Who are you?
Because no one seems to know for sure.
Growing up in a small, blue-collar town in the rural Midwest, I was pretty sure you had dry-calloused hands with grit underneath the nails. I thought you drove tractors and thrived under the hood of a car. You wore strong aftershave—the kind of sharp-scent that dominated every room you entered. You drank beer on Saturdays and watched football on Sundays. Back then, you were big and hard and there-but-not-there.
But then my parents joined the local golf club.
And I got confused.
You still wore the aftershave, but you were different. You made enough money to leave work and play golf in the afternoon. You always had the newest clubs. And, sometimes, you seemed less concerned with your score than with the length of your drives. On Tuesdays, you never missed a men’s night dinner at the club. And, afterward, you sat at the bar, playing dice games I couldn’t understand. You still drank the beer.
Other people told me you’d never be caught dead on the golf course. They said you play basketball and baseball. (And they said you play even when you’re injured.) They said you only eat red meat and you get inked and own a motorcycle and you don’t need sunblock and you probably don’t feel things like the rest of us. They made you sound solid and unshakeable.
But then, just as I was getting comfortable with who you might be, my world got turned upside down. Again.
I went to college—a kid-from-the-corn thrust onto a campus four times the size of his hometown. And there, people didn’t seem to like you all that much. They blamed you for most of the crap that happened in the world. At best, they seemed to think you weren’t really needed.
But they were just as confusing as you.
Because the ways they talked about—the ways they slammed you and dismissed you—reeked of the very qualities they abhorred. Your critics were strong like steel, and vicious like a razor.
They were like peace protestors throwing bombs.
And, Masculinity, I don’t think I’m the only one confused about you. Ironically, part of my job now is to talk to all sorts of people about you. Every day. And they all seem pretty confused, too.
Masculinity, I thought I should let you know what a mystery you seem to be to everyone around me.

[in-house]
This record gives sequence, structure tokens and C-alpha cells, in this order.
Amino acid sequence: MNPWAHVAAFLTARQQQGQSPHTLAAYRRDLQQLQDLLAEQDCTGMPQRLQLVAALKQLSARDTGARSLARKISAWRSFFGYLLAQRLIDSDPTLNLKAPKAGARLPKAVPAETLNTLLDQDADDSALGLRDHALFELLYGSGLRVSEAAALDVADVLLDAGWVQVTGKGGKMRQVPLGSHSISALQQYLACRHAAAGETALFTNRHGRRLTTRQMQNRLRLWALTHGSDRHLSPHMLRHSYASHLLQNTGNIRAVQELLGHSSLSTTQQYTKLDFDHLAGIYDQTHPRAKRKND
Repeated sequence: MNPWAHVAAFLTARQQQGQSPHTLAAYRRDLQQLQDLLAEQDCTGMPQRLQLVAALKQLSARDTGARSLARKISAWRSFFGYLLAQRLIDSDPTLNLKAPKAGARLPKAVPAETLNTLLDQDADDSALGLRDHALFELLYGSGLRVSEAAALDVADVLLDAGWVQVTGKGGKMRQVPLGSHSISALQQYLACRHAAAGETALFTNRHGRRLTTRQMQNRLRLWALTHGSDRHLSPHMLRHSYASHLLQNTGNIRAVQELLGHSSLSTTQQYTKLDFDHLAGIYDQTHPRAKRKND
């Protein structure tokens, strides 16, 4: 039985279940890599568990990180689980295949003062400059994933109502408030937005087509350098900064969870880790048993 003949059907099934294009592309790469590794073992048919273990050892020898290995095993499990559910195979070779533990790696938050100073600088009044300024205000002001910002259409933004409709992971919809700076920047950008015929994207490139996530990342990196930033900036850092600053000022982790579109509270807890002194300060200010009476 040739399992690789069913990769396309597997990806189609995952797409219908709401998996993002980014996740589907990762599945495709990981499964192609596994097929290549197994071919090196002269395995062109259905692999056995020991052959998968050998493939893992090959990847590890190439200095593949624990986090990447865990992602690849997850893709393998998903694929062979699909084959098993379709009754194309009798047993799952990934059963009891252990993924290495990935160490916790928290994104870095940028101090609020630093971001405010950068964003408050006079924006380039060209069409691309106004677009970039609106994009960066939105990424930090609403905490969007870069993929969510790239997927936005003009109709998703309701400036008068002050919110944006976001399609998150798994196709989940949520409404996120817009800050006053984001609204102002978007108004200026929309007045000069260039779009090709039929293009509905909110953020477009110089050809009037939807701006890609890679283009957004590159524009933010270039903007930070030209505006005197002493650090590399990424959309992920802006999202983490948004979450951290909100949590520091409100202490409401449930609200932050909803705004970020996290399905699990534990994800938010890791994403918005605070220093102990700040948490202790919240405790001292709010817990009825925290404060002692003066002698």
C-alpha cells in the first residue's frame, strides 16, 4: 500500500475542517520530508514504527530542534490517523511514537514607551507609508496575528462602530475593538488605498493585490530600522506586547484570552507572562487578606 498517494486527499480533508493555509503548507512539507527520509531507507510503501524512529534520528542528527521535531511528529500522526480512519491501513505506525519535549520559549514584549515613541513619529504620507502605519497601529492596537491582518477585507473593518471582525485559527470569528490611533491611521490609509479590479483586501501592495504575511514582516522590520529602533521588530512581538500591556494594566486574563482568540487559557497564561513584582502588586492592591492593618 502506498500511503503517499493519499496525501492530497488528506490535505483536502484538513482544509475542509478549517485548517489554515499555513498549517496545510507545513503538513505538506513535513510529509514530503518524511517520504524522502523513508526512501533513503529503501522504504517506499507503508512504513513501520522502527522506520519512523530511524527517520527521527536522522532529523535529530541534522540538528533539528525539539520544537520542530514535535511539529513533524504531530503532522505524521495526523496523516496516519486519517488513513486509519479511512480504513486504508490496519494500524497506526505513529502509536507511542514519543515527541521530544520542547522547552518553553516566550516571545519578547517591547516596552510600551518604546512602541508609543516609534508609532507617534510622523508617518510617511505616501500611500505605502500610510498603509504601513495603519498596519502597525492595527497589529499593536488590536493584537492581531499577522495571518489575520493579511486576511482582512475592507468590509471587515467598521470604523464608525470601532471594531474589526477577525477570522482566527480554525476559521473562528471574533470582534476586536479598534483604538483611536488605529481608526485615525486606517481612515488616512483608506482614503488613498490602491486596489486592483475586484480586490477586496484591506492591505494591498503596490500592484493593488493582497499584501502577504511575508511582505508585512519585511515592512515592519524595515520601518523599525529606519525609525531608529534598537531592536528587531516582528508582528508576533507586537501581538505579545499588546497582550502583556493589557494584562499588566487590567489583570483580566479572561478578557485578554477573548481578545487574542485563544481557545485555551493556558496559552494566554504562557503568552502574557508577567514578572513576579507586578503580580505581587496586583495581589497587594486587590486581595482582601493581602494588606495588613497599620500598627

But I’m also writing, because there are rumors going round.
The rumor is, you can take many forms. The rumor is, you can drive a motorcycle and a golf ball. The rumor is, that’s all just the smoke-and-mirrors of culture and heritage. The rumor is, you’re all of that.
And so much more.
The rumor is, you are Courageous—courageous enough to touch the feelings inside of you, even when they are big and painful and self-shattering. I remember watching Michael Jordan win his fourth championship, all strength and skill and determination. But, Masculinity, I hear it was you-in-him who sobbed in the locker room afterward, clinging to a trophy and letting go of your murdered father.
The rumor is, you are Strong—strong enough to be weak. You know your weakness is your vulnerability, and you have the strength to live in it, knowing life and love explode in the weak, vulnerable places.
The rumor is, you have a Death Wish—you are willing to sacrifice your ego on the altar of accountability and apology and a bottomless love. You are willing to be eviscerated by anything that equalizes you.
The rumor is, you are a Defender—you defend those who cannot defend themselves. You stand between your wife and the part of you that is inclined to dominate her. You seek out the dwelling place of the powerless, and you protect them from being used. Your only allegiance is to those who need mercy. You were Martin Luther King, Jr., standing on his bombed-out front porch, defending the White police officers, because they were suddenly powerless against a vengeful “Colored” mob.
The rumor is, you are a Provider—you put food on the table, but you are also happy to set the table. You provide a space where your kids can be kids and your wife can feel free. You provide a sanctuary where feelings of safety and belonging can take hold of the ones you love.
Dear Masculinity, I hope the rumors are true. I hope you are all of these things.
And if the rumors are true, I hope you show up soon, and I hope you stay for good. In me. In my boys. And in the men all around me.
Dear Masculinity, where are you?
In his debut novel, Kelly weaves a page-turning, plot-twisting tale that explores the spiritual depths of identity and relationships, amidst themes of healing, grace, faith, forgiveness, and freedom.
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Dr. Kelly Flanagan is a psychologist, author, consultant, and speaker who enjoys walking with people through the three essentials of a truly satisfying life: worthiness, belonging, and purpose. His blog writings have been featured in Reader’s Digest, The Huffington Post, The 5 Love Languages, and the TODAY Show. Kelly is the author of Loveable and True Companions.